Cloud computing has the potential to lessen the global carbon footprint because it enables numerous functions to be completed remotely. According to a forecast by IDC, cloud computing is helping reduce the amount of carbon emissions produced, potentially preventing more than one billion metric tons of CO2 from 2021 through 2024. A key factor in this is developments in data centres that mean they can more efficiently manage power capacity, optimise cooling, leverage the most power-efficient servers, and increase server utilisation rates, which all contribute to the reduction of CO2 emissions. Firmus, an Australian cloud infrastructure provider, has developed one of the most efficient data centres in the world using open source technologies. Through an innovative immersion cooling solution, it submerges servers in a bath of non-conductive, biodegradable fluid that is approximately 1000 times more effective at wicking away heat than air. This is enabling Firmus to offer a public cloud service, Supercloud, at a price point significantly lower than the rest of the market.
- Reducing on-premises environmental impact
With a cloud-only approach, businesses can save energy by not powering on-premise infrastructures. By utilising public cloud infrastructure or running their own private cloud in one of the data centre colocations, companies don't have to run their own data centres and can rely on the investments made by public cloud and data centre service providers, who are some of the largest purchases of renewable energy to develop more efficient forms of computing at a large scale.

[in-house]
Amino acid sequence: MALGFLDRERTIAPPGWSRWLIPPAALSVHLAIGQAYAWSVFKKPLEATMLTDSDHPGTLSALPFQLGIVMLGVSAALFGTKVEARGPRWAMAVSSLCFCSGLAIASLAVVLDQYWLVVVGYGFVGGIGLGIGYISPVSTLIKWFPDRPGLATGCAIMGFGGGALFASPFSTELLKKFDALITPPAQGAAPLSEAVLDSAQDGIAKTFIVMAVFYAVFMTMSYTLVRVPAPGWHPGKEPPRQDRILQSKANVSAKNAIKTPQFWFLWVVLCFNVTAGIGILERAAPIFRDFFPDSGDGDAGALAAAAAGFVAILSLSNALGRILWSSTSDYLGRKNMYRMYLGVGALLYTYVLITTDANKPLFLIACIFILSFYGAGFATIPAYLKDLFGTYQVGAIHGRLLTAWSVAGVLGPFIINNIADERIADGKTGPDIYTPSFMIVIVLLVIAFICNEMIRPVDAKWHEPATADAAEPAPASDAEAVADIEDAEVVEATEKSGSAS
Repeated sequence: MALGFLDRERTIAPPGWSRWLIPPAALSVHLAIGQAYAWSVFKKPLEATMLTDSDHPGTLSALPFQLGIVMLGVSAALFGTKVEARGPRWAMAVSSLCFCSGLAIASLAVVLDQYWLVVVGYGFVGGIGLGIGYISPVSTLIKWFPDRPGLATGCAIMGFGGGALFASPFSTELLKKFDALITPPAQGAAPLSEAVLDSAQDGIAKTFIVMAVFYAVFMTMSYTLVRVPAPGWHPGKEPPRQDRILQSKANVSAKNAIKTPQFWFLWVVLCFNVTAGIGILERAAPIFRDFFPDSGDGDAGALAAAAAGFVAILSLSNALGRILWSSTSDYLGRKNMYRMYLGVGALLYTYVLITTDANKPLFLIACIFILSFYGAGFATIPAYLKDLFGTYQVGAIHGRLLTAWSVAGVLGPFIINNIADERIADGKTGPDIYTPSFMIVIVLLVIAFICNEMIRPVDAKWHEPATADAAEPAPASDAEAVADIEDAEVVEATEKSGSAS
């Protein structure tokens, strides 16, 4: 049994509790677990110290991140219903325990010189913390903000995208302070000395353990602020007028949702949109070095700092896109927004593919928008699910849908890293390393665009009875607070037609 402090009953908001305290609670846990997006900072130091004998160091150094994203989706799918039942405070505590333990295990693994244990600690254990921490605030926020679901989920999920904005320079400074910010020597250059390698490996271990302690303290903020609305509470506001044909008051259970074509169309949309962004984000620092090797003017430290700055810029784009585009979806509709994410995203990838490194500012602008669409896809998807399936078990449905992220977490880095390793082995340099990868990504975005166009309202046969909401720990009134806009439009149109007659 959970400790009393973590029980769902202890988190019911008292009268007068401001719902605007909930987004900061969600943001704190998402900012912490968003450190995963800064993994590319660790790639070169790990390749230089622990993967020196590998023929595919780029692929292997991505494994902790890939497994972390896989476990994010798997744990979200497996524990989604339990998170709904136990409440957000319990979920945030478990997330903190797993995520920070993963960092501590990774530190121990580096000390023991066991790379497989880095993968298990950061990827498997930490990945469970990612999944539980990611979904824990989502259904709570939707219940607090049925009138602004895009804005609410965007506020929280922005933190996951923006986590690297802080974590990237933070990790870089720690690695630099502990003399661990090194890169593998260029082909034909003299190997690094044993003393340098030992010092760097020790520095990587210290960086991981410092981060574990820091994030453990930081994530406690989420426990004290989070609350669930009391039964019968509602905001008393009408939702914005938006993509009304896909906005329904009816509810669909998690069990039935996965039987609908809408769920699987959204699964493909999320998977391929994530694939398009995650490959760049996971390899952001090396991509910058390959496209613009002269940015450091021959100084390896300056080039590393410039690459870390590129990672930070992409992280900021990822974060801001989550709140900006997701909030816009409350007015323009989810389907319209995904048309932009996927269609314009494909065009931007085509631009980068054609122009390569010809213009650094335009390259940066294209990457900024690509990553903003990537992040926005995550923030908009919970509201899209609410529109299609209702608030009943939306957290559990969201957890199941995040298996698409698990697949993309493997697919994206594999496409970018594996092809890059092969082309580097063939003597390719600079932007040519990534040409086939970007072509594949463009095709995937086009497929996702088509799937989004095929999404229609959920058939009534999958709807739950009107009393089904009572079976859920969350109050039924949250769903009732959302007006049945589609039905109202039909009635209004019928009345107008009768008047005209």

- Reducing waste
Migrating to the cloud can also mean companies can cut down on their 'electronic waste' - essentially anything with a plug or battery. Electronic waste is one of the fastest-growing domestic and commercial waste streams, but by reducing the amount of equipment physically within an office, businesses reduce the potential electronic waste that can be produced. This can act as a key proof point in a business's carbon reduction plan to actively demonstrate how they are committing to operate more sustainably.
- Measuring impact
Cloud computing can be used by businesses to monitor how they are tracking against their sustainability targets the entire way along their supply chain. As an example, to avoid any unnecessary downtime which can result in energy being wasted, a business can use predictive maintenance to monitor how a piece of equipment is performing and schedule maintenance before an issue arises. By measuring how they are performing and having a baseline to work from, only then can an organisation make improvements.
- A greener future
Looking to the future, how a business approaches its technology infrastructure will face growing scrutiny as the need to take sustainability seriously also grows. It's down to all organisations to take responsibility for how their operations impact the environment and adopt strategies with sustainability at the core. Customers and suppliers expect full transparency into a company's sustainability strategy and will take their business elsewhere if they don't feel like targets are being met. The cloud offers organisations the opportunity to continue to grow in a sustainable way, leading to both a greener planet and a greener balance sheet.